Thomas Moore, Memoirs of the Life of the Right Honourable Richard Brinsley Sheridan (London: Longman, Hurst, Rees, Orme, Brown, and Green, 1825), 4 vols., 53 Sh52 M78, Lewis Walpole Library, Yale University.

Lewis was undoubtedly interested in these volumes primarily for the one autograph letter written by Horace Walpole bound in rather than for what the unique volumes might reveal about how a particular reader interacted with the Sheridan biography. Nor was Lewis alone in this. A contemporary collector, Donald F. Hyde – whose collection now resides in the Houghton Library’s Donald and Mary Hyde Collection of Dr. Samuel Johnson – was similarly eyeing this lot for one manuscript letter bound into the books. Hyde, of course, wanted the Johnson letter. When Lewis wrote to Maggs asking him to bid on the lot, he noted “this morning I talked with Mr. Donald Hyde on the telephone about it and he will not bid on it because I have assured him that I shall turn the Johnson letter over to him if I get the lot.” From the start, then, Lewis knew he would be removing at least one letter from the books.


typescript carbon copy of a letter from W.S. Lewis to Mr. Maggs dated 7 May 1954

Wilmarth Lewis to Kenneth Maggs, May 7, 1954, Wilmarth Sheldon Lewis Papers, Series I. Correspondence, LWL MSS 20 Box 88, Folder 4, Lewis Walpole Library, Yale University.

Lewis wasn’t sure what the volumes would be valued at, and so he initially suggested bidding £200 or £300. When Maggs suggested that they would likely sell for higher, Lewis replied “yes, please exceed £300 if you find you have to. Because of my promise to Mr. Hyde I am under even stronger compulsion than usual! This lot is a ‘must’ for me.”[4] Maggs successfully bought the lot for Lewis, but at a much higher price than Lewis anticipated: £580. Maggs assured him, however, “I feel sure that these volumes will give you considerable pleasure.”[5] Lewis called the price “hair-raising,” but consoled himself that “there are compensations for it.”[6] Eager to get the Johnson letter to Hyde as quickly as possible, and fearing that the heavy volumes would need to be sent by freight, Lewis asked Maggs to cut out the Johnson letter and send it separately: “It would not be possible to send the volume with the Johnson letter on by parcel post? I am rather anxious to get that sooner than freight would mean. Or, better still, since I am going to cut it out of the volume and give it to Mr. Hyde perhaps you could cut it out for me – I am sure you would do it better – and send it to me by air, registered and insured for £100.”[7] Maggs didn’t receive this letter in time, however, and the Johnson letter traveled with the rest of the lot via “bulk post.”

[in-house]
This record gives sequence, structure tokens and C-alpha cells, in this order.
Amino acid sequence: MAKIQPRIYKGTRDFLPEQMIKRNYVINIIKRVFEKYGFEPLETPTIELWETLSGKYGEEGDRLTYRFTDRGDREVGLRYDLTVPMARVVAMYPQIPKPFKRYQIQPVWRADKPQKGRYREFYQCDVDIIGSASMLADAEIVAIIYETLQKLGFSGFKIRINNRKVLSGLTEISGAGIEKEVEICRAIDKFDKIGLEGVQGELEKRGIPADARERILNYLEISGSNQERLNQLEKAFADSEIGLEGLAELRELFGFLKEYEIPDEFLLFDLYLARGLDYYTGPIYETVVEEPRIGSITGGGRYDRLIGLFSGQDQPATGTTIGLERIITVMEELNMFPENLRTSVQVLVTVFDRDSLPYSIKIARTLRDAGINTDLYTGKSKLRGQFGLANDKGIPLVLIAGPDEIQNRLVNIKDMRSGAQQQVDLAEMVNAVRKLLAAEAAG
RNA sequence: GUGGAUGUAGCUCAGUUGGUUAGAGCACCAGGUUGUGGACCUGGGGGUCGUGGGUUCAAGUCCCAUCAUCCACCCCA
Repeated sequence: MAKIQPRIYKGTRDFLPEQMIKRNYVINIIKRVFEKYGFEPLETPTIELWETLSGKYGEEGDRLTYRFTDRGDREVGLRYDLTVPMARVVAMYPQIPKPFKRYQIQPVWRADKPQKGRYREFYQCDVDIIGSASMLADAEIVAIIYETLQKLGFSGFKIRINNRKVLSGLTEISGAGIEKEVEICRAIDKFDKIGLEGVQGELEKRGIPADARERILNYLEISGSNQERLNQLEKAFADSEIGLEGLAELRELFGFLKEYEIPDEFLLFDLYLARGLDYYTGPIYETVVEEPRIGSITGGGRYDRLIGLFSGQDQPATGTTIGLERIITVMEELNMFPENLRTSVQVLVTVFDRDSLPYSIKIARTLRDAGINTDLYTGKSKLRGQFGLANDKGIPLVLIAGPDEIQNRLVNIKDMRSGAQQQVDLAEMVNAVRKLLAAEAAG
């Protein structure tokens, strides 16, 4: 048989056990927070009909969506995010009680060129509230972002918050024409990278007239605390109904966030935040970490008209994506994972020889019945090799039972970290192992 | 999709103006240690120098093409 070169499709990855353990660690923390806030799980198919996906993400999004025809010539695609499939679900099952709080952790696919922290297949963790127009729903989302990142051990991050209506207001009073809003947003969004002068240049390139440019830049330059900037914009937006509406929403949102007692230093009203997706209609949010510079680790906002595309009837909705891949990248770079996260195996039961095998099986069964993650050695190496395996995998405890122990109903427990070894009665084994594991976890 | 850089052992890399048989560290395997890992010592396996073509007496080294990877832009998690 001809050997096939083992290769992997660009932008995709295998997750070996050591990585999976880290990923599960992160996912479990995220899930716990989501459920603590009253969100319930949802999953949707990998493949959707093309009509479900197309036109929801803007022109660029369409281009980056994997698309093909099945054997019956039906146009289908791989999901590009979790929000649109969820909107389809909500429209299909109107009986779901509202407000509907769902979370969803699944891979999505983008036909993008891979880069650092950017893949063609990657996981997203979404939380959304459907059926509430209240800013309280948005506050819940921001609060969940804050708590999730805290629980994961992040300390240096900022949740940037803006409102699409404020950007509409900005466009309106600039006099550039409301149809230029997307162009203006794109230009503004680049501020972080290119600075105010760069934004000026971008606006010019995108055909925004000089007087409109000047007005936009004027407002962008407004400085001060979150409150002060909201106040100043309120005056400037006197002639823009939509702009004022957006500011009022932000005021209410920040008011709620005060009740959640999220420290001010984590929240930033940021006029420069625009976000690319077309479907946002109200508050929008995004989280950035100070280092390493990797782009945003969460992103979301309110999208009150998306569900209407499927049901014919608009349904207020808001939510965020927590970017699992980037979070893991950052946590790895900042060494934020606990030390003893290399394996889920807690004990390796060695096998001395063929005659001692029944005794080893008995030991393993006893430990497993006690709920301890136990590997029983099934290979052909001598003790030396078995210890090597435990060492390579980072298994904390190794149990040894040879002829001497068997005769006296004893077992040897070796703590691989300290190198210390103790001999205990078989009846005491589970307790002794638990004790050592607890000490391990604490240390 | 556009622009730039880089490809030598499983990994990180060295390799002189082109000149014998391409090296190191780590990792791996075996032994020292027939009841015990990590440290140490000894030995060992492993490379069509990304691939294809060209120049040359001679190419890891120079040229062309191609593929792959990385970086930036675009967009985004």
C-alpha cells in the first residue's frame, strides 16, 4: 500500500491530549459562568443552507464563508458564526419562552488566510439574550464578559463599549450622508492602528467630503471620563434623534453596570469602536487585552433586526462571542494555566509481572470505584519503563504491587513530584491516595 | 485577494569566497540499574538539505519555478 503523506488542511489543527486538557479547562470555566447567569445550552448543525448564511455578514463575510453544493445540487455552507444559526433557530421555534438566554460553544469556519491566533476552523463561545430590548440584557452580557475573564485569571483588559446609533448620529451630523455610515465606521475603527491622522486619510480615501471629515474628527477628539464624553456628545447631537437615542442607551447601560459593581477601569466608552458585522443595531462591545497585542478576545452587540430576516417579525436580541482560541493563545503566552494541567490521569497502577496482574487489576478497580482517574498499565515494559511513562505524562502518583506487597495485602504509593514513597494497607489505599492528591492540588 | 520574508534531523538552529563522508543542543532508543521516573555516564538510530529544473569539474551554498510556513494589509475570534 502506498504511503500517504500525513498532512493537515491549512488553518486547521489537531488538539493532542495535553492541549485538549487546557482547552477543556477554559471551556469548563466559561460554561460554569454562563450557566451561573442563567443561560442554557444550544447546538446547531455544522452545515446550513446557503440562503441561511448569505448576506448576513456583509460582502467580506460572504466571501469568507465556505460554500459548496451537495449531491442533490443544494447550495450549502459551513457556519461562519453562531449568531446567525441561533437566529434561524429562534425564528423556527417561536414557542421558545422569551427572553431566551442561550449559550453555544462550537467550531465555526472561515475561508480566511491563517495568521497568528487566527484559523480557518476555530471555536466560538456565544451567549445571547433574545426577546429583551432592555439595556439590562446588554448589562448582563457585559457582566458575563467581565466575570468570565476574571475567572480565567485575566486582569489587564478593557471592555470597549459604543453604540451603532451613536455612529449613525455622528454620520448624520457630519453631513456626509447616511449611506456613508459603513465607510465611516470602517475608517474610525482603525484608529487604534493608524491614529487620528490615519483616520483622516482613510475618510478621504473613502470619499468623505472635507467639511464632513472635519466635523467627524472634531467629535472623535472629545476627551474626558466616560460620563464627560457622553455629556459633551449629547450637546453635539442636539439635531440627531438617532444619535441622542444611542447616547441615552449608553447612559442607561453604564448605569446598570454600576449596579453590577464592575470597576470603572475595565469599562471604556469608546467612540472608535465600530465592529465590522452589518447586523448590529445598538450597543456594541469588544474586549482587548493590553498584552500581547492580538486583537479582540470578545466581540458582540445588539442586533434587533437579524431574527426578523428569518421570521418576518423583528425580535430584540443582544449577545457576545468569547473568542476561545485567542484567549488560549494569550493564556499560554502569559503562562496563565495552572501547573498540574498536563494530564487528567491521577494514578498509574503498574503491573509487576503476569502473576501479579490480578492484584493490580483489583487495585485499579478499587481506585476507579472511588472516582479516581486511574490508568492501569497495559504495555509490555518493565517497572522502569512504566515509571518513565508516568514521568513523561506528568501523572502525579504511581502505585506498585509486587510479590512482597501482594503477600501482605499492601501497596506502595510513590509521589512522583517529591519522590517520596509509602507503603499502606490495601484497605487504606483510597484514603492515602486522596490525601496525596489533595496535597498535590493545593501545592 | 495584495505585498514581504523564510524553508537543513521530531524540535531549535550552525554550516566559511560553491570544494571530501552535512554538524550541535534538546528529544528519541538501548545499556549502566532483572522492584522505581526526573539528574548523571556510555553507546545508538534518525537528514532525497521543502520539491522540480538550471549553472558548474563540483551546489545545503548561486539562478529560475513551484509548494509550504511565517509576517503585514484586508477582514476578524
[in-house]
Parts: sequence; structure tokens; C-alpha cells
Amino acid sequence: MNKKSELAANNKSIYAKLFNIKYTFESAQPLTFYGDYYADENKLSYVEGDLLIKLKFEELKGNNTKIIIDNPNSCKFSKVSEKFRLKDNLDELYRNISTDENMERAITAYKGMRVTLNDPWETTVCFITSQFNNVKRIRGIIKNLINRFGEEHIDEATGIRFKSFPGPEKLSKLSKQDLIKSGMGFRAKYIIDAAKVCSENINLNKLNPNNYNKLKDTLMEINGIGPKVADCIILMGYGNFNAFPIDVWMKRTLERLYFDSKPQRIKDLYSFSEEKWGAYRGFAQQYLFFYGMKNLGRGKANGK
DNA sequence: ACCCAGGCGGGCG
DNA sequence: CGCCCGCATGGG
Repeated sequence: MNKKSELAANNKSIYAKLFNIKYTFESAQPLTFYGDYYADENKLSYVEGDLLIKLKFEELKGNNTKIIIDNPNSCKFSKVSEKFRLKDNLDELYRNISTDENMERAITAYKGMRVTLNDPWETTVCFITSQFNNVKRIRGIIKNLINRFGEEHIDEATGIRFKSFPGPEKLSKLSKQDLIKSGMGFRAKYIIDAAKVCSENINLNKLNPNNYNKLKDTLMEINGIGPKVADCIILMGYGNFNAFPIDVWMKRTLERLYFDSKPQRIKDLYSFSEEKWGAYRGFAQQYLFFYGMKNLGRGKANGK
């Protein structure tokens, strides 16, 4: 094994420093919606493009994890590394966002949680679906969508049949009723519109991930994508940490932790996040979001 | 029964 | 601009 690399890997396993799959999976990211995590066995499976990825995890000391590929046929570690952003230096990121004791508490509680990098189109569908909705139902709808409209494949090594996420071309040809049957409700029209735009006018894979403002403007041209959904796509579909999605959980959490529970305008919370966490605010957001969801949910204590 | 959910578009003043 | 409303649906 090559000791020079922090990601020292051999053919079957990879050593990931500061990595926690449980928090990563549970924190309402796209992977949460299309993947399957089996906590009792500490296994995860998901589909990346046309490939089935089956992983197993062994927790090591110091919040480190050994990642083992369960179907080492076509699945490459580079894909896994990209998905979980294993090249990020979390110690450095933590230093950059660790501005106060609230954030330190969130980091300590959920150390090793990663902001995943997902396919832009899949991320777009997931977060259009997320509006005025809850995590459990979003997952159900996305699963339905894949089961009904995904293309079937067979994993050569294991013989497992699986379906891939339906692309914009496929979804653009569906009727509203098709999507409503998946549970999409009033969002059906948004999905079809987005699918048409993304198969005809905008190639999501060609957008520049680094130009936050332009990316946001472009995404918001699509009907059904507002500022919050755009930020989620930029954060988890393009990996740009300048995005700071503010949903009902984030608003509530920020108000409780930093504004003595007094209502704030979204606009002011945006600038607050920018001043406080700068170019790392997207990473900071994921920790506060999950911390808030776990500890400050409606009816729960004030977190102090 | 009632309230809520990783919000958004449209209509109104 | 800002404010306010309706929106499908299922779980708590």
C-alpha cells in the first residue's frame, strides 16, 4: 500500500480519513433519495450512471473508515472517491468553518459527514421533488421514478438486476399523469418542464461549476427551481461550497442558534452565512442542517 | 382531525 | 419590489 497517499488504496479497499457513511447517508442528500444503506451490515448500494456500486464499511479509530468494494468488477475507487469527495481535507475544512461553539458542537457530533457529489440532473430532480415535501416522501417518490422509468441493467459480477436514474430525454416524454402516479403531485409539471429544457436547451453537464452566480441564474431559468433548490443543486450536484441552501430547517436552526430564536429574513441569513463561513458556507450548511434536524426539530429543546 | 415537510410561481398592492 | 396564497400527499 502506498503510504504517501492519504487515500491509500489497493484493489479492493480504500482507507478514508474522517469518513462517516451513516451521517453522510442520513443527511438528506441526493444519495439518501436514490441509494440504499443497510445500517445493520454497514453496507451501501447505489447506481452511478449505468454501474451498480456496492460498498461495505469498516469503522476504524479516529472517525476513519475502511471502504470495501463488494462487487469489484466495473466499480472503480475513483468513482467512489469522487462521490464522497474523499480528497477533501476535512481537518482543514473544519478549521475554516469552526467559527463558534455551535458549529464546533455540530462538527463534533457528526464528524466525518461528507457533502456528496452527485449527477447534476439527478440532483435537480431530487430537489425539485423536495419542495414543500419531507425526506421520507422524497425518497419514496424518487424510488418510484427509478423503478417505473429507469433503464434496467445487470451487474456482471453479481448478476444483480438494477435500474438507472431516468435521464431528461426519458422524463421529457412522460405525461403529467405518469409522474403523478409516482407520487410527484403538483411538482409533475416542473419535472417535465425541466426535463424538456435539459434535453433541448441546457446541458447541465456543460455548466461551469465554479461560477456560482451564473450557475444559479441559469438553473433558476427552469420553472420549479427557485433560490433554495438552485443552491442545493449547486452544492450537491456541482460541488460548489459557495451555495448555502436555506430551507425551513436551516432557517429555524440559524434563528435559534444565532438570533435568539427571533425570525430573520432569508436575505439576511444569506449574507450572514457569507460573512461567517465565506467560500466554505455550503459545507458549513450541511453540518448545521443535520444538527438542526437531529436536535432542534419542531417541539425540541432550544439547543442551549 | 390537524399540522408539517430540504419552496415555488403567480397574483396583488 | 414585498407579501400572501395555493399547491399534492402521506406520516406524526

Correspondence between Lewis and Hyde reveals that as soon as he received the volumes, Lewis cut out the Johnson letter and sent it to Hyde, who was “very pleased with it,” calling it a “notable addition to our library.”[8] Hyde, in turn, sent Lewis $200 for the letter, which Lewis graciously accepted. In his final letter to Hyde on the subject, Lewis writes that “the extra-illustrations turn out to be well above the sort of thing that was usually done, and, altogether, I am feeling better about my purchase.”[9] In a draft of that letter, however, he writes, “the Sheridaniana turn out to be rather important, and I can reduce the swelling still further by turning them over to the Yale Library.” Lewis’s phrasing is curious: what exactly did he mean by “swelling”? At first I assumed that he was referring to the literal size of the volumes, which he elsewhere referred to as “super-colossal.”[10] Because he makes the comment in a note thanking Hyde for the $200 he sent, it’s also possible that he was referring to the “swelling” of the cost from his initial estimate of £300 to the £580 he ultimately paid.

Typescript carbon copy of letter from Wilmarth Lewis to Donald Hyde, June 26, 1954

Wilmarth Lewis to Donald Hyde, June 26, 1954. Wilmarth Sheldon Lewis Papers, Series I. Correspondence, LWL MSS 20 Box 67, Folder 5, Lewis Walpole Library, Yale University

Typescript carbon copy of draft of letter from Wilmarth Lewis to Donald Hyde, June 26, 1954

draft of letter from Wilmarth Lewis to Donald Hyde, June 26, 1954 on obverse. Wilmarth Sheldon Lewis Papers, Series I. Correspondence, LWL MSS 20 Box 67, Folder 5, Lewis Walpole Library, Yale University